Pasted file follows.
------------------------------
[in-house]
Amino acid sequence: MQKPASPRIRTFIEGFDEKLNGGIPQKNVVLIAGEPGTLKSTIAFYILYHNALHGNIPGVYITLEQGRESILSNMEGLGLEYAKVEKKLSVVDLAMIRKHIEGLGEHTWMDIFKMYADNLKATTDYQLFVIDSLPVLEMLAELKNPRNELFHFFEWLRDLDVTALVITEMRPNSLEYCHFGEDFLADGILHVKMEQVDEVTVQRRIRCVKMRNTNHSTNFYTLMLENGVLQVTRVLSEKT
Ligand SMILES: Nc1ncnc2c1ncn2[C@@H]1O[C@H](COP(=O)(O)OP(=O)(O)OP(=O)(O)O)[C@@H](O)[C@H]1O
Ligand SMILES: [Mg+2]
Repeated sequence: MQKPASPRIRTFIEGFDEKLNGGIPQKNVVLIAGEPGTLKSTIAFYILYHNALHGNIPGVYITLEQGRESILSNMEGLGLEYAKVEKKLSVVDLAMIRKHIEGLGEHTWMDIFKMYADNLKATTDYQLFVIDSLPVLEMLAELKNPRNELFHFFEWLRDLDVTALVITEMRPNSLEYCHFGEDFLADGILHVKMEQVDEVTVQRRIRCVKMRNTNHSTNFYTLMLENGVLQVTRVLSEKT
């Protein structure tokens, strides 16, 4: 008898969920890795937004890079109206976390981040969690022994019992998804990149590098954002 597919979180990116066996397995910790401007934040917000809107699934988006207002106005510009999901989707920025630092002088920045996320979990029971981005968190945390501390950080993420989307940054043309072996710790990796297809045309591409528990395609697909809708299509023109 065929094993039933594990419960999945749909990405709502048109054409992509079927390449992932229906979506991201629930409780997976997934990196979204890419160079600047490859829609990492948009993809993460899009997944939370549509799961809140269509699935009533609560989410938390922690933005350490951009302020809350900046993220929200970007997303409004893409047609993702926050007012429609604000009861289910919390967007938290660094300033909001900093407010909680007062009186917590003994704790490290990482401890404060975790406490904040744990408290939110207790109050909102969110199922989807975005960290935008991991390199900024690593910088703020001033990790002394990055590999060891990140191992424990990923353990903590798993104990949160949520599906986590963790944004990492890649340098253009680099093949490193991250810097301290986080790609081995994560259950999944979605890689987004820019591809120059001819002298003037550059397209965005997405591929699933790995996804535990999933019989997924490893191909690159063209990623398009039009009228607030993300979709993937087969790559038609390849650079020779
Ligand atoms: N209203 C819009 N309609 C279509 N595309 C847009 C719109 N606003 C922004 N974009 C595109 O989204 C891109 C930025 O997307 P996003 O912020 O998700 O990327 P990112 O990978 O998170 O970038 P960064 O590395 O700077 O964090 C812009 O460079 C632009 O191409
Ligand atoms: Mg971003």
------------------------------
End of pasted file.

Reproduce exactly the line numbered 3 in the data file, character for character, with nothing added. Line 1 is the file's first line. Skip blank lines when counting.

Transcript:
Ligand SMILES: Nc1ncnc2c1ncn2[C@@H]1O[C@H](COP(=O)(O)OP(=O)(O)OP(=O)(O)O)[C@@H](O)[C@H]1O